The Health Cluster’s shortcomings didn’t end there. Blinded by liberal sensibilities and hamstrung by an unhealthy departmental culture, its reporters went out their way to characterise the suggestion that Covid-19 might have leaked from a Chinese lab as a conspiracy theory promoted by Donald Trump. On a BBC News webpage (which remains online), one BBC health hack said the World Health Organisation had ‘closed the lid’ on the lab leak theory after visiting Wuhan in February.

As ‘Freedom Day’ beckoned in July this year, I began to feel less downbeat about the BBC. Sure, BBC News outlets continued to invite an army of Covid zealots onto the airwaves, all of whom seemed to call for restrictions to continue indefinitely. But I thought the end of the pandemic might be in sight. Most of my BBC colleagues are good, well-meaning people. Perhaps senior managers and editors were guilty only of a form of noble cause corruption, trying their best during an unprecedented health crisis to help keep the public safe. Maybe the BBC had done nothing fundamentally wrong and I was the one who was overreacting.

But this winter has seen a rise in infections again, and inevitably there have been renewed calls for the country to lock down to protect our health service. No one knows how bad the Omicron wave will be and it might just be that only a lockdown can prevent the NHS being overwhelmed this winter. But the national broadcaster should surely feature both sides of the debate and not just relentlessly make the case for further restrictions while ignoring the toll they have on our society.

The BBC insists that it has ‘covered the pandemic with great care and in detail, which is what people expect of the BBC and it is why we have seen record audiences coming to us throughout, both in the UK and around the world.’ But there are signs that the corporation is once again failing in this critical function. The BBC News website now almost constantly features the ‘Live’ number of coronavirus cases. ‘Two vaccine doses don’t stop you catching Omicron’ read a headline last week, as if this was somehow remarkable – totally ignoring the fact that double-jabbed BBC staff had been succumbing to the coronavirus for months, long before Omicron reared its head.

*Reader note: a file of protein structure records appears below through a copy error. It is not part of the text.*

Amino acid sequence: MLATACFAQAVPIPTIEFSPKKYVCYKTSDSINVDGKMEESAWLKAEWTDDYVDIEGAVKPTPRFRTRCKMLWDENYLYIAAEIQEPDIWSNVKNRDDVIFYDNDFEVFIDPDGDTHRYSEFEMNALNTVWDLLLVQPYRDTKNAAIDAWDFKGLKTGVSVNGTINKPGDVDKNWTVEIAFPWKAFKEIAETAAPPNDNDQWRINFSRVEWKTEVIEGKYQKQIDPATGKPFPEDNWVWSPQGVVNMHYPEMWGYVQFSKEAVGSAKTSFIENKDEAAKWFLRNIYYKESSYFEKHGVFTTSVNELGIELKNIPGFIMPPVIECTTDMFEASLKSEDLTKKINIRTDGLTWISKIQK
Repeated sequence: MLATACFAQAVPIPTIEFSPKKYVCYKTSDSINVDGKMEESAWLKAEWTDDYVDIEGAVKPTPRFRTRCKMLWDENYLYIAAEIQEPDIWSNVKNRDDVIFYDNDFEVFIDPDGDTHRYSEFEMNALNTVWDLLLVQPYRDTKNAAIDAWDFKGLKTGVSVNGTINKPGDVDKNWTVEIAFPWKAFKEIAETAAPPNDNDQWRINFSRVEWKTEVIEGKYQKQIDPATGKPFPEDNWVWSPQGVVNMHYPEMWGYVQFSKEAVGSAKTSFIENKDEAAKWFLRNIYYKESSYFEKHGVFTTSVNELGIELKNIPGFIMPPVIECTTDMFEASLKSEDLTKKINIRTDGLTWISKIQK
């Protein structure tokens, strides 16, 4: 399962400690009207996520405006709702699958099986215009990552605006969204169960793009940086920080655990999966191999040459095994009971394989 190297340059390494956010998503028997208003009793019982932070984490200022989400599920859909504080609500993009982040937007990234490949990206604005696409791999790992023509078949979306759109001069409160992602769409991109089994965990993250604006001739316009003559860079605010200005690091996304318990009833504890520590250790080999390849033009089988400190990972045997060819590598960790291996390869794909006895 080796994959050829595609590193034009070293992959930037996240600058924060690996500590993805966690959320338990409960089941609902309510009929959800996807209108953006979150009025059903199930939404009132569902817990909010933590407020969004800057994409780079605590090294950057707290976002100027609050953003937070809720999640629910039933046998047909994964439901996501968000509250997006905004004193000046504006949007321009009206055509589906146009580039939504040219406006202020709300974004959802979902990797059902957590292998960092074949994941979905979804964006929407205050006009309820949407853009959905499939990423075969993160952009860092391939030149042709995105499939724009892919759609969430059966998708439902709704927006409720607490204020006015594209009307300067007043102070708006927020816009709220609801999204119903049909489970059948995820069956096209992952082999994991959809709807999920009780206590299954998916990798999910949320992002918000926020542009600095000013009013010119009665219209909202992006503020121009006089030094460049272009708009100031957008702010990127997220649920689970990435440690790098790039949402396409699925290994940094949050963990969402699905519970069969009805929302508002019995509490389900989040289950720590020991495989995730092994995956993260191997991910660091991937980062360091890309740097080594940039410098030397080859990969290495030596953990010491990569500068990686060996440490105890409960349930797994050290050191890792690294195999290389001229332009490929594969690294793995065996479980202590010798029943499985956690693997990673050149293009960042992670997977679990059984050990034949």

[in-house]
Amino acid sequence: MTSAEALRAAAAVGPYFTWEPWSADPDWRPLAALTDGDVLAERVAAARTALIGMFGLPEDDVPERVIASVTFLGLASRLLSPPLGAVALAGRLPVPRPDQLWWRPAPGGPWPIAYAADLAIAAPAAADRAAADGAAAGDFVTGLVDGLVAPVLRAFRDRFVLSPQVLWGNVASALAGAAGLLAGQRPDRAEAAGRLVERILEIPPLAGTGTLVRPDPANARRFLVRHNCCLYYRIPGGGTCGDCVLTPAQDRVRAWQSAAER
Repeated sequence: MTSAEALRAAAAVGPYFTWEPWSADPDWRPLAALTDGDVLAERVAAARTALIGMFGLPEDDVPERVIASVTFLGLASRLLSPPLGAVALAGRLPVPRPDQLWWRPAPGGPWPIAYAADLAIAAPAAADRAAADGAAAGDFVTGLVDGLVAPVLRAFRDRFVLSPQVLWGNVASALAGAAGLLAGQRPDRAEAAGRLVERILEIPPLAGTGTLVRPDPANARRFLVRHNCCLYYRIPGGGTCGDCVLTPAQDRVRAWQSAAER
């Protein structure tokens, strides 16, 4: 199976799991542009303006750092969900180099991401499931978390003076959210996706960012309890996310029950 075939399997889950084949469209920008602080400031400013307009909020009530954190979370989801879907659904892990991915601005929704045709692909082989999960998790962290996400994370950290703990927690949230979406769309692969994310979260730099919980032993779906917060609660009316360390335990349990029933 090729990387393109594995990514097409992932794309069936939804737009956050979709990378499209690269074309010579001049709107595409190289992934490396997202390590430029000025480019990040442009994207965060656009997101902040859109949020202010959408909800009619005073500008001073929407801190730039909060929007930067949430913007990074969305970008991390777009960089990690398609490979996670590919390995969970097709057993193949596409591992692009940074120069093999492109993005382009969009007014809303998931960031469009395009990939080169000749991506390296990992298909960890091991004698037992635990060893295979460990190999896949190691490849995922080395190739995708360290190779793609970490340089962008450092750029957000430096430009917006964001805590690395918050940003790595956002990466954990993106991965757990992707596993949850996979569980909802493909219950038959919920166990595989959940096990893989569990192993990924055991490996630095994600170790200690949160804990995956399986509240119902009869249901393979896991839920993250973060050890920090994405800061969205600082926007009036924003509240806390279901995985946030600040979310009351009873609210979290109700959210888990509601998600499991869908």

I have come to the depressing conclusion that this pattern will keep on repeating every year and every time we face a new Covid variant.

There is a strong case to be made now that the vaccines have done their job and should (as long as the Omicron variant does not significantly evade them) protect the vast majority of people from serious illness, meaning we should no longer be forced to endure any new restrictions.

Most people in the country have obediently had the jabs when offered, including me. Personally speaking, I would rather face Covid than face compulsory restrictions every year – or live in a two-tier society where those who get jabbed enjoy freedoms denied to the unvaccinated. We’re not there yet but we seem to be getting closer by the day.

As the public service broadcaster in a democratic country the BBC should understand and feature this debate – and not act as a government campaigner. Instead, with its reporting of the pandemic, it has made a truly awful ‘new normal’ much more likely.

Every day, The Spectator sends out an email summary of the Covid-19 news, science and data. Sign up for free here.